The LG Revolution is Verizon's first serious LG Android based smartphone and its third 4G LTE phone. It's boasting Verizon's super-fast 4G network, and is in direct competition with the HTC ThunderBolt and Samsung Droid Charge. CPF got a chance to play with the Revolution back in January at CES
Here are the standout features of the Droid Charge:
- Android 2.2.2
- 4g LTE data (translates to 5-12 mbps download & 2-5 mbps upload)
- 4.3" TFT LCD screen
- 5mp camera with 720p HD video recording
- 1.3mp front camera
- 1GHz Snapdragon processor
- 512mb RAM
- 12gb onboard memory - 16gb microSD card pre-installed
- Swype enabled keyboard
- Mobile hotspot capability
The LG Revolution is priced at $249.99 with a 2 year contract and is available now from Verizon. Click Here to get it.
The box reminds me of something I've seen before in black.
Inside you'll find the 4G SIM card in a little paper wallet, the USB cable/charger, and the quick start guide
The Revolution's body has a metal bezel with a rounded rubberized backing.
The backing was changed a slight bit from the model we first viewed. Grey accents have been replaced with black on the back cover.
The Revolution feels a little bulky and heavy in your hands. It weighs in at 6.06oz. Comparatively the Droid Charge is 5.04 and the HTC Thunderbolt is 6.23oz. It is 13mm thick - one mm thicker than the Droid Charge and one less than the HTC Thunderbolt
Under the snap-on back cover you'll find the 4g LTE card and 16gb microSD card. The battery must be removed to take out the SD card.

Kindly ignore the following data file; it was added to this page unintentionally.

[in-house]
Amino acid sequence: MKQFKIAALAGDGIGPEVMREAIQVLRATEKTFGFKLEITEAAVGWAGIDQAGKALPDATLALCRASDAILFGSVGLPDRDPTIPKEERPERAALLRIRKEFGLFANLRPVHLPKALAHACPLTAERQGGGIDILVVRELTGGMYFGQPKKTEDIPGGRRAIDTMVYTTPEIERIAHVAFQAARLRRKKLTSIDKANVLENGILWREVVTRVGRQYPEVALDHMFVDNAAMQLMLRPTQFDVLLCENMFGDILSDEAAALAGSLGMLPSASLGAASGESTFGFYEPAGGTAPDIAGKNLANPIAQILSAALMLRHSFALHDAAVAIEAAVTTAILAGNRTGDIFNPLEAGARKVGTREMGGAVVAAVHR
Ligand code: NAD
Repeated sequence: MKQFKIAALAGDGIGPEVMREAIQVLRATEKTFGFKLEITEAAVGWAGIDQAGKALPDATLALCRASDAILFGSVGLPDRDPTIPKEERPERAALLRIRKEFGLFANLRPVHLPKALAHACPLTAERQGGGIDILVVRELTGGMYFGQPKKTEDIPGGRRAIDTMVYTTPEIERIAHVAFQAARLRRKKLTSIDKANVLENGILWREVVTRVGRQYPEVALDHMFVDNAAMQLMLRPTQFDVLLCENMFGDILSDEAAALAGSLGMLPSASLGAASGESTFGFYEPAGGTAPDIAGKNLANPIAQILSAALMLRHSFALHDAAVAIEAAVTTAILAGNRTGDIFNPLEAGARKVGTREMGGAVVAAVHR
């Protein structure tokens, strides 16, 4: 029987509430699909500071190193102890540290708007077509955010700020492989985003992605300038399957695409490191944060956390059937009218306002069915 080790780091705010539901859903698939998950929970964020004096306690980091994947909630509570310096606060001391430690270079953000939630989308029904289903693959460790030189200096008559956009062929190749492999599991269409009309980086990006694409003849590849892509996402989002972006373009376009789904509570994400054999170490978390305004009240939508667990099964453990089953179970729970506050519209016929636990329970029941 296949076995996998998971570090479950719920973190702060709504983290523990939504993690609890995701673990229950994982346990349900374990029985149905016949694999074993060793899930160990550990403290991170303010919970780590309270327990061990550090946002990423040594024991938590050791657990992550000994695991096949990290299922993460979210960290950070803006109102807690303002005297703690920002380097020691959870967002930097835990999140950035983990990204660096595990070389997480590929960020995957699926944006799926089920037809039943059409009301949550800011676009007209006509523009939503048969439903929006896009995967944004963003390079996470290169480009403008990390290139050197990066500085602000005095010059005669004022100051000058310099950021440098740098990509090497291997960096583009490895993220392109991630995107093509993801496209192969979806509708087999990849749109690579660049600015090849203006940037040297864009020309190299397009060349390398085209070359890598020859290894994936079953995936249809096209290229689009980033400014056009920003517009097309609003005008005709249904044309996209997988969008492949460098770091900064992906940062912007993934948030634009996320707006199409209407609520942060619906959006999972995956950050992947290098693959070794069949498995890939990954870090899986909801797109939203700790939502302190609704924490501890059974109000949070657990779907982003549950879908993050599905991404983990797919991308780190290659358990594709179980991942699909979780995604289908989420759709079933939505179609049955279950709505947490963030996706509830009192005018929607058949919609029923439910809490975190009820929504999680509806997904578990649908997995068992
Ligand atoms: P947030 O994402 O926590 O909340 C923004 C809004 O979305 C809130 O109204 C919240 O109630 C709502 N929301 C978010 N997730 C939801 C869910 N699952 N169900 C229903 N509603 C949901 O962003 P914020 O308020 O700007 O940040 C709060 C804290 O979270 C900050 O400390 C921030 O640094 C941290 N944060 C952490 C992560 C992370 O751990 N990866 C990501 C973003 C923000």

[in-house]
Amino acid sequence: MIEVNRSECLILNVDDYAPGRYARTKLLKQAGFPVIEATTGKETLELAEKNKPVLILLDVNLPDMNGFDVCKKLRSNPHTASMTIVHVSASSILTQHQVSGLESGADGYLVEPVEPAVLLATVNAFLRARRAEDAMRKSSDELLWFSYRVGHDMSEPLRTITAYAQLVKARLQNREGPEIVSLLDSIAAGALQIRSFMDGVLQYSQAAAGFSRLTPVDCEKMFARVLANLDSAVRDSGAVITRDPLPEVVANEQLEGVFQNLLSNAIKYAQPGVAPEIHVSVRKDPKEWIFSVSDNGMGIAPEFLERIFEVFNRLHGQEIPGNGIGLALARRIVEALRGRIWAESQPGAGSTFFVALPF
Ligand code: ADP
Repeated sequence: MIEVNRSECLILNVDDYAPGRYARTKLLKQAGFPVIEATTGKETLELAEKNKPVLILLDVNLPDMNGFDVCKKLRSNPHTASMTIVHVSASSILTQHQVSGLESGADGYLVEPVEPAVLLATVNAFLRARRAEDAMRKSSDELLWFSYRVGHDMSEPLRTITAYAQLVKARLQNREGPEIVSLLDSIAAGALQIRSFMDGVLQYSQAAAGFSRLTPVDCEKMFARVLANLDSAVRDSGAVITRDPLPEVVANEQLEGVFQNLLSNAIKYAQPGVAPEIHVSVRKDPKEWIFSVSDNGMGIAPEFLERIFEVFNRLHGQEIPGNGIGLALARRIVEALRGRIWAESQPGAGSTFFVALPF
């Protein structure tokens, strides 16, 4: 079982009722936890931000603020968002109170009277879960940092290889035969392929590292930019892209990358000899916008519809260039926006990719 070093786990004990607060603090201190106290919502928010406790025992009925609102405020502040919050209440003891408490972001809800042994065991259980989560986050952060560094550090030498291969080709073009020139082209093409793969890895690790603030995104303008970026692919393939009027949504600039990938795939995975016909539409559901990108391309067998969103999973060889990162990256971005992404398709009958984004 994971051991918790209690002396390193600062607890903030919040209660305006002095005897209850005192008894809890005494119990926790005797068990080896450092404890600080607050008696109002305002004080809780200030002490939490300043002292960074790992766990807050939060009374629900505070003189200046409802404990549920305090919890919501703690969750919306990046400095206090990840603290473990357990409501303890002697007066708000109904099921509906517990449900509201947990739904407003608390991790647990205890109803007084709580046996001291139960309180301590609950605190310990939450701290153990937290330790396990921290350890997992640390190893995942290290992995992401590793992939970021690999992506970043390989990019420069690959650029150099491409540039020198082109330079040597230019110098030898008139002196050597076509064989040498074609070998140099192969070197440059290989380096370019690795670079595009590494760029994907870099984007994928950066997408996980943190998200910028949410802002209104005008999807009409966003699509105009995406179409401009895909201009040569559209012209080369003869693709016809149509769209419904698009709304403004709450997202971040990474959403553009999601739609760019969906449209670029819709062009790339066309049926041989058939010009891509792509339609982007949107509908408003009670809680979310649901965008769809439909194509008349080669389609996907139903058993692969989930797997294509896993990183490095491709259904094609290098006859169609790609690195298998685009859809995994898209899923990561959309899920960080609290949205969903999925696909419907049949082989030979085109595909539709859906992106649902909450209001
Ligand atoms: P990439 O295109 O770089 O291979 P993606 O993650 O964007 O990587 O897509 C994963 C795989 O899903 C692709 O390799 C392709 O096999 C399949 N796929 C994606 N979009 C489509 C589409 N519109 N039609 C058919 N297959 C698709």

The volume buttons, and the covered HDMI port is on the right. On the left you'll find the charger port. The top of the phone has the 3.5mm headphone jack and power/sleep button.
Missing is a dedicated camera button, but it seems this is becoming more common. I'm disappointed that LG chose to cover the HDMI and charger port. It's kind of annoying to dig your finger into the side of the phone to charge it.
A couple notes on the design that I do not like.
- The speaker is very small and doesn't output sound nearly as well as the Thunderbolt or Droid Chage.
- The camera glass is recessed on the back cover. This is just asking dirt to get in there.
The Revolution's 480x800 screen is the same size as the HTC Thunderbolt and Droid Charge. So in other words, it's pretty large. It's not vibrant as the Droid Charge, but you won't have a problem viewing pics and video.
I didn't enjoy the keyboard as much as the Droid Charge or Thunderbolt. Maybe it's because the haptic feedback isn't as precise. Regardless I'm sure I could easily get used to it.
The Revolution is running Android 2.2.2 (Froyo). LG does have something running over top of Android, but it doesn't do as many changes HTC Sense or TouchWiz. For example, LG includes some cool widgets, but the gallery and music player is stock Android. LG also did something with the messaging app, making it look much like Motorola's message bubbles.
I like the way the LG broke up the application menu into categories. This is something I first saw on the Motorola Droid X2. To re-arrange things, you simply hit the menu button and select which apps you want in each category. You can also add your own categories.
I also like the main applications are stuck at the bottom of the home and application screen.
So far the Revolution is the only phone that comes with the Netflix application installed, although I'm sure that it'll be available for other Android phones shortly. I'm happy to report that video downloads without a problem and the app run smoothly on the phone.
The Revolution includes 4G Mobile Hotspot free for an introductory period.
Just like the Droid Charge I thought was Rock Band was installed, but turned out to be a link to download Rock Band, which then instructs you to enable installations from unknown sources. Then it instructs you to download the large application via Wi-Fi. Even after getting the game installed, which requires around 3 minutes of keeping the screen awake, you still only have the one song Rock Band demo.